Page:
Fragmentation can be a pain, especially when you’re waiting on your carrier to update its bloat-ware when all you want it to get your hands on the latest Android features and bug fixes. However, it turns out that the Android development team are eager to get on top of this problem, as they discussed fragmentation and other questions from an audience of developers at Google I/O.
During the interview, the Android team were quick to acknowledge the problems with fragmentation, but obviously it’s a difficult balance to maintain between supporting older hardware and pushing innovation forward. Dave Burke, the engineering director for Android, had this to say:
[quote qtext=”There is so much more we can do. And there is also so much more that can be done at the hardware level too. There’s lots more innovation that can come.” qperson=”” qsource=”” qposition=”center”]
Of course, the pursuit of more and more features and innovation is mainly what has caused this problem. We’ve already seen that a huge percentage of Android handsets are still running 2.3 Gingerbread, and some are running even older versions like Froyo. Newer versions, like Ice Cream Sandwich, require more system memory, which has left older handsets stuck with dated operating systems regardless of carrier intentions to provide upgrades or not, which is a problem that Firefox has also spotted and plans to put an end too.
[quote qtext=”We’re trying to make Android more efficient so that even entry-level smartphones can use the software,” qperson=”” qsource=”” qposition=”center”]
To address the wider problem, Google already significantly altered Android programming interfaces in Android 4.0. The layered nature of the software was designed to allow hardware designers to update and tweak software more easily, which was supposed to speed up the updating process. But as a result, we’re seeing more and more apps which only support Android 4.0 and higher. Sadly, this appears to be an unavoidable sacrifice of altering the platform in order to produce better results in the future.
Perhaps we’ll see further updates more along the lines of Android 4.1 to 4.2, where new features are added, yet the fundamental operating system remains the same. That way, specific features can be address without having to completely re-work the underlying operating system, and device manufacturers shouldn’t have to worry about updating their software.
The Nexus effect
Burke also alluded to the problems caused by device manufacturer’s non-“pure” Android versions, which again slow down the updating process. It’s obvious that every time a new version of Android is released that it takes some time for third party developers to update their own software, and this costs time and money, which some handset developers aren’t willing to put into such incremental upgrades.
The Nexus experience is clearly beneficial if you want the latest features, and devices like the pure Android Galaxy S4 show that developers believe that consumers have an appetite for more consistent updates.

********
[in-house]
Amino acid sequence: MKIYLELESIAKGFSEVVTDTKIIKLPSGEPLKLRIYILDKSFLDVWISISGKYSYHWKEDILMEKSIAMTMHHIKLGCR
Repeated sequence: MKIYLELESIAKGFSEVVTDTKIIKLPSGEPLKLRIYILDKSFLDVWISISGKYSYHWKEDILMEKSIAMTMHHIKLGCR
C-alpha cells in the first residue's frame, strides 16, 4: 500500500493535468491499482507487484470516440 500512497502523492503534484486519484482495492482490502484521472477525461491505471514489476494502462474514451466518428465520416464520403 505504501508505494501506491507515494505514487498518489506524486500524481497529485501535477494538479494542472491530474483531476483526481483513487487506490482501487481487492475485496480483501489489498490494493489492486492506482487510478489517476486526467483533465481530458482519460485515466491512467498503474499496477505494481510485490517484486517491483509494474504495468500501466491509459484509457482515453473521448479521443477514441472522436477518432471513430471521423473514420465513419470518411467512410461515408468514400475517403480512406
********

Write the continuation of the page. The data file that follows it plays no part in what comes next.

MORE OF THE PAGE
[quote qtext=”The Samsung Galaxy S4 will have the Nexus experience, and it will have more timely updates” qperson=” ” qsource=” ” qposition=”center”]
Perhaps we’ll be seeing a larger number of devices shipping with default Android, or at least a greater consumer choice when it comes to Nexus type devices in the future. But again, this doesn’t really help users already locked out of newer Android features, but it would help reduce future Android fragmentation.
Striking the right balance
We’ve already seen software changes, like Project Butter, attempt to improve the performance of the Android operating system, but so far performance improvements like these haven’t been able to make their way onto lower end devices. Burke stated that although Jelly Bean has gone some ways to improve the performance of Android, there still is lot of work to be done.
In order for these future improvements to have a real impact on fragmentation, Burke suggests the need for more testing on lower end devices. Take the Nexus 4 for example, it’s a pretty high end smartphone and there are lots of users using lower spec devices, so developing for these higher specs is always going to leave the more budget orientated customers behind. But again, this has to be balanced against the demand for new features and innovative ideas. Bringing down memory usage is one thing, but you can’t take advantage of multi-core support or graphics computational power on older hardware.
So, is Google really going to be able to solve the problem of fragmentation? Well, probably not, at least not without forcing the handset manufactures and carriers to update.
Android covers a vast range of hardware configurations, and you’re never going to be able to support aging technologies for ever. However, there are lots of things which Google can do, and is doing, to offer consumers ways out of the problem. Nexus devices are a good solution to the problem, and more Nexus devices, like the Galaxy S4, could offer consumers a range of solutions, hopefully eventually encompassing a wider range of budgets.
Secondly, building Android around lower specifications could help keep updates running on a wider range of devices, but it doesn’t guarantee that carriers and handset manufacturers will update their handsets. However, if the updates can be targeted at more specific pieces of software, rather than OS wide updates, then updates may be easier to rollout. Android 4.1 to 4.2 for example was a much more simple upgrade than 2.3 to 4.0.
There will always be cut-off points for how long handsets can be supported. But hopefully in the future, if Google can achieve these goals, we could see software updates roll out a little quicker, and hopefully have a little more choice regarding which handsets to buy for reliable updates.